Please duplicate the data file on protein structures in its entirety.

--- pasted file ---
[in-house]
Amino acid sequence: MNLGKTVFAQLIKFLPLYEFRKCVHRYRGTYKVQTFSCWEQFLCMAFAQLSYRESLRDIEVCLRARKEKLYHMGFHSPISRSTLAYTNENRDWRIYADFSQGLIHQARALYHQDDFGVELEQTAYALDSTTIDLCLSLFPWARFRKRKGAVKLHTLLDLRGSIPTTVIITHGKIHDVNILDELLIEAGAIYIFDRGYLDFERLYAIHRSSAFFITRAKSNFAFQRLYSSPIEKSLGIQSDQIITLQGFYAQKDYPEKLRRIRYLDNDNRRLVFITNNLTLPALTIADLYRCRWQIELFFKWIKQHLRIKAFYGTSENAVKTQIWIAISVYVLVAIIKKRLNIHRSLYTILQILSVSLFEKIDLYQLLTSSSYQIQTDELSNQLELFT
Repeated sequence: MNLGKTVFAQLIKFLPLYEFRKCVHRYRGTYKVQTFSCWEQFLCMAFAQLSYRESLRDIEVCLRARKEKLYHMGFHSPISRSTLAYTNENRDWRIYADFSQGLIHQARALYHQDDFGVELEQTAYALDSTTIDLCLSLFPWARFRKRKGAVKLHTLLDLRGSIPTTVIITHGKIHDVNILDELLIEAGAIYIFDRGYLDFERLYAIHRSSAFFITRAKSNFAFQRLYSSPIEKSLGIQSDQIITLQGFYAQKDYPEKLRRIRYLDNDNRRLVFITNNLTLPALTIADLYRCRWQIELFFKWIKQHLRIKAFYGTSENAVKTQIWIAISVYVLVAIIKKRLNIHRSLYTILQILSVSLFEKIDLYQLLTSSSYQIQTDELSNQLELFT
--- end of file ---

[in-house]
Amino acid sequence: MNLGKTVFAQLIKFLPLYEFRKCVHRYRGTYKVQTFSCWEQFLCMAFAQLSYRESLRDIEVCLRARKEKLYHMGFHSPISRSTLAYTNENRDWRIYADFSQGLIHQARALYHQDDFGVELEQTAYALDSTTIDLCLSLFPWARFRKRKGAVKLHTLLDLRGSIPTTVIITHGKIHDVNILDELLIEAGAIYIFDRGYLDFERLYAIHRSSAFFITRAKSNFAFQRLYSSPIEKSLGIQSDQIITLQGFYAQKDYPEKLRRIRYLDNDNRRLVFITNNLTLPALTIADLYRCRWQIELFFKWIKQHLRIKAFYGTSENAVKTQIWIAISVYVLVAIIKKRLNIHRSLYTILQILSVSLFEKIDLYQLLTSSSYQIQTDELSNQLELFT
Repeated sequence: MNLGKTVFAQLIKFLPLYEFRKCVHRYRGTYKVQTFSCWEQFLCMAFAQLSYRESLRDIEVCLRARKEKLYHMGFHSPISRSTLAYTNENRDWRIYADFSQGLIHQARALYHQDDFGVELEQTAYALDSTTIDLCLSLFPWARFRKRKGAVKLHTLLDLRGSIPTTVIITHGKIHDVNILDELLIEAGAIYIFDRGYLDFERLYAIHRSSAFFITRAKSNFAFQRLYSSPIEKSLGIQSDQIITLQGFYAQKDYPEKLRRIRYLDNDNRRLVFITNNLTLPALTIADLYRCRWQIELFFKWIKQHLRIKAFYGTSENAVKTQIWIAISVYVLVAIIKKRLNIHRSLYTILQILSVSLFEKIDLYQLLTSSSYQIQTDELSNQLELFT